When The ER is Remote or Far Away

TWO HOURS after arriving via train to a tiny village in Tuscany our third son, then only 18 months old, fell a whopping 18 inches off of a stone wall and landed on his wrist. Thus, fracturing it. In rural Italy, very little English is spoken. In Italy as a whole, very little English is spoken. English only became the national second language in the last generation. All of the generations prior had a second language of French. When our little guy fell there was ONE person working at the castle we were staying in that spoke English and Italian fluently. He was tasked with the job of driving me to the nearest hospital. This man was God sent, would later become a dear friend and I would discover that he speaks 8 languages in total.

Elvys drove the baby and I the thirty minutes to the nearest hospital. They would not take us because they did not have an ER or any kind of Orthopedic specialist. We were sent another hour down the road to the outskirts of Florence to a small hospital there. No one spoke English except my new friend Elvys. He was not allowed past registration so I was on my own with a screaming child. Luckily, hand gestures go a long way if you are calm and coherent enough to understand them. One nurse, in particular, worked with me only using pointing and signs. She and I managed to get us through x-ray, to casting, back to x-ray and through payment without anyone crying.

Foreign ER


This hospital did not bill Tricare, it was my only option and I had to pay out of pocket within three weeks of the casting. My whole bill was $75… Nothing compared to American health care. Are you noticing a pattern yet? My bill so far for ER visits in two different countries is now totaled at $83.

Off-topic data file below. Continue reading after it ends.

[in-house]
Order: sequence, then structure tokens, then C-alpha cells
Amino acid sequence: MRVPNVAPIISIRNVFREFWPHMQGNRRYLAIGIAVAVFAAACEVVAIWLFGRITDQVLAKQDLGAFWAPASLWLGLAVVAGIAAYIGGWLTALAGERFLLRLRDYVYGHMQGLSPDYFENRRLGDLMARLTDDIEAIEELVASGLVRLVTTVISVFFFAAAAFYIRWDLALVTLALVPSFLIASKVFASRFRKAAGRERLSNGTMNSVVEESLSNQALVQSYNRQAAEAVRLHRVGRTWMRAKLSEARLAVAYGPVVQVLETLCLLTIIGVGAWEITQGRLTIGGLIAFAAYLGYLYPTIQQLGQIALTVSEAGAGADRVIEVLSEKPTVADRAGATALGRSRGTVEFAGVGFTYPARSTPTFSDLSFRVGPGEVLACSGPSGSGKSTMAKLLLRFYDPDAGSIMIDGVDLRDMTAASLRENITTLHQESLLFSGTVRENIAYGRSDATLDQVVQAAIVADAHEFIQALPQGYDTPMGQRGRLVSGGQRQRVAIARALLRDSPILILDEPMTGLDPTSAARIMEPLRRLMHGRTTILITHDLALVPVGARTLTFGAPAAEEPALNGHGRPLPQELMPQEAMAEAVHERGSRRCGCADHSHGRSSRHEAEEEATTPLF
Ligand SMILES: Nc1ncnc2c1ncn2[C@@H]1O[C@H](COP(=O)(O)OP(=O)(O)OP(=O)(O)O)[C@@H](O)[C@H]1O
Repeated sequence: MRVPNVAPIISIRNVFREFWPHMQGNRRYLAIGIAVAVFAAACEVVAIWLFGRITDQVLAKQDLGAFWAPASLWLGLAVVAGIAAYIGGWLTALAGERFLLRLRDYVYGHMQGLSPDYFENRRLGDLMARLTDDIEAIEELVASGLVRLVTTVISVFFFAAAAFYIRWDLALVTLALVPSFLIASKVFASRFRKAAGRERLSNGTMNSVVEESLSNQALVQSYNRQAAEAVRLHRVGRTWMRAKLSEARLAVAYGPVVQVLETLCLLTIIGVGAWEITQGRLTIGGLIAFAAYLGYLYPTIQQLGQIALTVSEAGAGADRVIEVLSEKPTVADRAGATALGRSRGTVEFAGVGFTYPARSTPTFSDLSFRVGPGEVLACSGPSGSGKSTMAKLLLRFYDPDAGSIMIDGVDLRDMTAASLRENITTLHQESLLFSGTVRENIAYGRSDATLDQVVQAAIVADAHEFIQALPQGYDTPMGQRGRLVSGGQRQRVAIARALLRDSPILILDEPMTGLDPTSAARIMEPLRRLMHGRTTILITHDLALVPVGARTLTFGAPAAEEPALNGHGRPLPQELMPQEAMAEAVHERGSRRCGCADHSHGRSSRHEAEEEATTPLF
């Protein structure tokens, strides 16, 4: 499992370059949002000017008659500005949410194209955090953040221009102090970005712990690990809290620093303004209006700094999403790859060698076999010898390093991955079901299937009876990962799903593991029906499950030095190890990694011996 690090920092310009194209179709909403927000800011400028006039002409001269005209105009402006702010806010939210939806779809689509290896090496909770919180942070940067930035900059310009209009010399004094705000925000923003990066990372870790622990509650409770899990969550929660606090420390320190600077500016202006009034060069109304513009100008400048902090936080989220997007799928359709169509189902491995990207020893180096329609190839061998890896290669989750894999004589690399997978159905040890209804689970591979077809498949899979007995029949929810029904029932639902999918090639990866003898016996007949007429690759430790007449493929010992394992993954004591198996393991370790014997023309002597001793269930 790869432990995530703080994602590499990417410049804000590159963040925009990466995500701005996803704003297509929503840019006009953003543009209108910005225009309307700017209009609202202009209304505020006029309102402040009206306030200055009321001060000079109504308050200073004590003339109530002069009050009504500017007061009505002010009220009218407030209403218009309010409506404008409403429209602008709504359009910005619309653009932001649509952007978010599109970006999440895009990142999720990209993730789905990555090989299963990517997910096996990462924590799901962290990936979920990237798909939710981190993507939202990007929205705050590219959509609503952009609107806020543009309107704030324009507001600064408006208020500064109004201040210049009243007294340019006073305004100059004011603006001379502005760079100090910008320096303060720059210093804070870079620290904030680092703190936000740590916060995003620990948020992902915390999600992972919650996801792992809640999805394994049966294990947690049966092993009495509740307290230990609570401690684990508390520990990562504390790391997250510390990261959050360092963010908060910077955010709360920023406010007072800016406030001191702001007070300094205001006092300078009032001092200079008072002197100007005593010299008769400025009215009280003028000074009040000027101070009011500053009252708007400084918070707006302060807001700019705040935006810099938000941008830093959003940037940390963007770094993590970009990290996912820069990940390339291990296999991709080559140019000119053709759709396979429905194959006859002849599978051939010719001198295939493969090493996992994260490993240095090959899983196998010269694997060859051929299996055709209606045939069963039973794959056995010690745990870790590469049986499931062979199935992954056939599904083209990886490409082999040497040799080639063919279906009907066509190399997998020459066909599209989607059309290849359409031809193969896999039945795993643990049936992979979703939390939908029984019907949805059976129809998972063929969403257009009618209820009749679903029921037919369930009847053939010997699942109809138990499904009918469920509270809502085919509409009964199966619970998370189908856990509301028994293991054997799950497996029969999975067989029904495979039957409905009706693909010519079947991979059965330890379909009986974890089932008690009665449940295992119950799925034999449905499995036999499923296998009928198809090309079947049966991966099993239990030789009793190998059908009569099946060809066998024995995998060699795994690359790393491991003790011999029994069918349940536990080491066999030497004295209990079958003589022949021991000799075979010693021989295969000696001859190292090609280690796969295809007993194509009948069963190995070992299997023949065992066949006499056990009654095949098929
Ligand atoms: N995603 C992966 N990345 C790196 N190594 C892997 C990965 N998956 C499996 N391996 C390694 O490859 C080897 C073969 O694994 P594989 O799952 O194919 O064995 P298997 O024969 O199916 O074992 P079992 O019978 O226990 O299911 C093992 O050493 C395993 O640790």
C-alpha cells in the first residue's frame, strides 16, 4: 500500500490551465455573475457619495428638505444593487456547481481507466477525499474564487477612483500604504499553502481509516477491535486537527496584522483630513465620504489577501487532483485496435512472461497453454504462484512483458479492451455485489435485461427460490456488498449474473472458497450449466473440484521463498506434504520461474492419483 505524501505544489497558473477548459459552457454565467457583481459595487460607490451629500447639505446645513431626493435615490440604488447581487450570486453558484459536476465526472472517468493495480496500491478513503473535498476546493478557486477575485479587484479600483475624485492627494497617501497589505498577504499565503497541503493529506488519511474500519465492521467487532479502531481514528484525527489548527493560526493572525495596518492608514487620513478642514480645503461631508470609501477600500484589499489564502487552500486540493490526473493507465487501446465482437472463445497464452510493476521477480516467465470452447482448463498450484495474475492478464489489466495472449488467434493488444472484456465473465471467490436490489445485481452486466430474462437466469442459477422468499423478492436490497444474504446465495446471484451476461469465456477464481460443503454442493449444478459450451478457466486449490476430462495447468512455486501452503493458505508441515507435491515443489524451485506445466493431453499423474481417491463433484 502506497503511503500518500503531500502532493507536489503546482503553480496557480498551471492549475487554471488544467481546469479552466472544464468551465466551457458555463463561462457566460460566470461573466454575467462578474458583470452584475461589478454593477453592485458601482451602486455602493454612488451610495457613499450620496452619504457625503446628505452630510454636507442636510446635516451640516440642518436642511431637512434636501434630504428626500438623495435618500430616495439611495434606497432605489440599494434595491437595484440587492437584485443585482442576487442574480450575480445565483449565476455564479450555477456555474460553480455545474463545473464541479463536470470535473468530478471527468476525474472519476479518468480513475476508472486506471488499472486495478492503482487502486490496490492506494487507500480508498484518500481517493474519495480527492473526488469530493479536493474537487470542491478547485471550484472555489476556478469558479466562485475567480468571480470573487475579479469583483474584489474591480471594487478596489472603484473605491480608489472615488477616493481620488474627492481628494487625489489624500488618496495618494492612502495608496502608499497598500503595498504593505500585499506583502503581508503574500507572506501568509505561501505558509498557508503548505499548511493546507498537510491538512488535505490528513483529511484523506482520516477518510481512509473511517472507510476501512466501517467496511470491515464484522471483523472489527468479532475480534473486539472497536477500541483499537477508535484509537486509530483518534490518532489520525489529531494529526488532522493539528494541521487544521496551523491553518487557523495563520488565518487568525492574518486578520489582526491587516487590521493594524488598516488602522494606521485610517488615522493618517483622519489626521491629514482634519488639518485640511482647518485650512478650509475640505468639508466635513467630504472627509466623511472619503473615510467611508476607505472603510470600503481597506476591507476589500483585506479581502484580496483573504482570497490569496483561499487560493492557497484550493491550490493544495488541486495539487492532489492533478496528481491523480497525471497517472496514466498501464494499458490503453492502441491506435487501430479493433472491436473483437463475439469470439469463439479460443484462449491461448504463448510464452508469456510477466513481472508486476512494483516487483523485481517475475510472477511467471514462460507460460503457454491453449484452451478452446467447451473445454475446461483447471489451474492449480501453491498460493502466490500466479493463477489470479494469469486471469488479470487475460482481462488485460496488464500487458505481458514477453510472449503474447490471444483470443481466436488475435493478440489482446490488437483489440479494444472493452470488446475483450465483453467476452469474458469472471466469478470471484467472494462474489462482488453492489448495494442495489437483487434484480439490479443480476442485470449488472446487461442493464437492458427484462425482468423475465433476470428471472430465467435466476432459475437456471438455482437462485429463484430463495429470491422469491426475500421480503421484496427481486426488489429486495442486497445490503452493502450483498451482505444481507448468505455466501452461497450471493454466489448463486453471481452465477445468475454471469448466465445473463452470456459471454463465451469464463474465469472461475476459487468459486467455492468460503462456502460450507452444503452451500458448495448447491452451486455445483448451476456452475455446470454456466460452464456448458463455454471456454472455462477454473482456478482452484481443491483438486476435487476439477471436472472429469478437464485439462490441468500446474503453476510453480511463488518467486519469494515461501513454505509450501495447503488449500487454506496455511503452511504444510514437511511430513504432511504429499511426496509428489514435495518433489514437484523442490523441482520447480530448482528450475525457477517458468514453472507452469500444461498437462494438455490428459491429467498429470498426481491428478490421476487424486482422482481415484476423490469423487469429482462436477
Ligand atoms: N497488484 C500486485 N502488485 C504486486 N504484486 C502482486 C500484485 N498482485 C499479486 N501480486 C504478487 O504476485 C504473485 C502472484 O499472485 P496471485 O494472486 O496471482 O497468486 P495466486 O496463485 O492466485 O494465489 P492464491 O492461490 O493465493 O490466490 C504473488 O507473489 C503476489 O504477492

The Italian Hospital was significantly more dingy, darker, etc, but ultimately got the job done just fine.

The Third Foreign ER Visit

The night we arrived in Rome, my oldest son pushed the middle son (then 4) off of the hotel room bed, shattering the top of his foot. Because this happened at 10 pm at night, now knowing that I would have to wait at least 3 hours, I opted to wait until morning. The next morning we spent almost 5 hours waiting in a Roman Children’s Hospital ER. They did an initial exam, then x-rays, followed by an open-toed cast and another set of x-rays as-well-as the canceling of 2 tours, the purchasing of a wheelchair and having to opt for the train to Germany because he was not allowed to fly. The cast they put on him would be temporary until we arrived in Germany for the removal of that cast and the creation of another one that he would be in for an additional month.

Foreign ER Visit 4

The Roman ER was very nice and new. I left there paying nothing. As a matter of fact, I asked the lady at the desk if I owed anything and she said “money? Why would you owe anything? No! Please go enjoy the day!” This was not the hospital I was told to go to by Tricare, this is the one I went to based on local recommendation. 

The Straight Lines of the German ER

When we arrived in Germany I found the Tricare approved children’s hospital. A well run, efficient addition to the area like most other things German in design. We went through the Emergency Room to have his cast removed because they would not allow us to make an appointment since they did not put on the original cast. So we waited…again. The cast was taken off, more x-rays were done, then another (non-weight bearing) cast was put on for another month. We left without a price tag. Four weeks later we went back to the same hospital for the cast removal and another set of x-rays. We saw the Tricare bill just last week for $47, which Tricare covered. Our cost for the broken foot was the $150 I had to pay for a used wheelchair through a third party pharmacy in Rome.